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Storing passwords to external services (e.g. corporate email servers) on smart phones is very insecure, since phones are more easily stolen. Has any vendor implemented a feature to only cache a password in memory for a limited amount of time? After the time period has elapsed, the app would ask for the password again.

To clarify - I'm aware that many (most?) users are lazy and want to just "set it and forget it". The always-remember feature will probably always be present. I was curious about an option to enable auto-forget for the security-conscious.

I'm primarily interested in solutions for iPhone and Android.

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Lastpass is a password manager, and its mobile app has the auto-forget feature. – Joe Dec 21 '12 at 15:51

Yup, this is a risk. However, there are reasonable ways to mitigate the risk of loss or theft of a smartphone.

One standard method is to wipe your phone once you've noticed it is lost. Usually, if you lose your phone, you'll notice that fact fairly rapidly -- and if it's stolen, you might even know right away. That gives the chance to immediately wipe your phone, which then prevents a loss of your passwords. Many corporate-oriented systems also provide a way to lock the user's corporate accounts and reset their corporate passwords at that point, so that the password to your corporate email service is worthless.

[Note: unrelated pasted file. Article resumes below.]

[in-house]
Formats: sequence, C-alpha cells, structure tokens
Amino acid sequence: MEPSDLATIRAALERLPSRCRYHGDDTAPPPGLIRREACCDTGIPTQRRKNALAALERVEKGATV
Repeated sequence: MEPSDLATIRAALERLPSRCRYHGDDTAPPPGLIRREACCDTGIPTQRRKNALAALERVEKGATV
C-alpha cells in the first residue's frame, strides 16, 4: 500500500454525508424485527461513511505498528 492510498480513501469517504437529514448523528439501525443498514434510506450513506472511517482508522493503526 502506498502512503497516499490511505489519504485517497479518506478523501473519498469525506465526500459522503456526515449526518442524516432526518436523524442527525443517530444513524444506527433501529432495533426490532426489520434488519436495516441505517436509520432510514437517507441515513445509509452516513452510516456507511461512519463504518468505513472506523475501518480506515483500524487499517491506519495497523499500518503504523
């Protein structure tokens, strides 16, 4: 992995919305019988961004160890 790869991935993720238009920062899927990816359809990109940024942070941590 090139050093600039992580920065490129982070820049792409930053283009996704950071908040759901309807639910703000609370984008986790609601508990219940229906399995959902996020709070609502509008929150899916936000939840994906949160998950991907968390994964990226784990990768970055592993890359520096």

Another standard defense is to require a secret PIN, swipe code, face recognition, or other password to unlock your phone. That also helps protect you against most folks who would recover or steal your phone, since they're probably not going to be able to guess your PIN. Of course, this defense is far from perfect: someone with sufficient sophistication may be able to bypass the unlock screen and get access to your data by reading it directly off the flash storage. However, this requires more sophistication than most thieves are likely to have, so a PIN unlock screen may be good enough to deter common thieves.

So, if you put all of these together -- are they perfect? No, they're not. But they help.

I realize this didn't answer your question of how to enable auto-forget. That will probably be platform-specific. If you don't get a good answer here, you might want to try asking on Ask Different (for iOS) or Android Enthusiasts (for Android), two of our sister sites focused on specific smartphone platforms.

Trivia: On Android, have you looked at Menu > Settings > Location & security > Credentials storage > Use secure credentials? I think this only protects your Wifi passwords, but it's one mechanism to know about.

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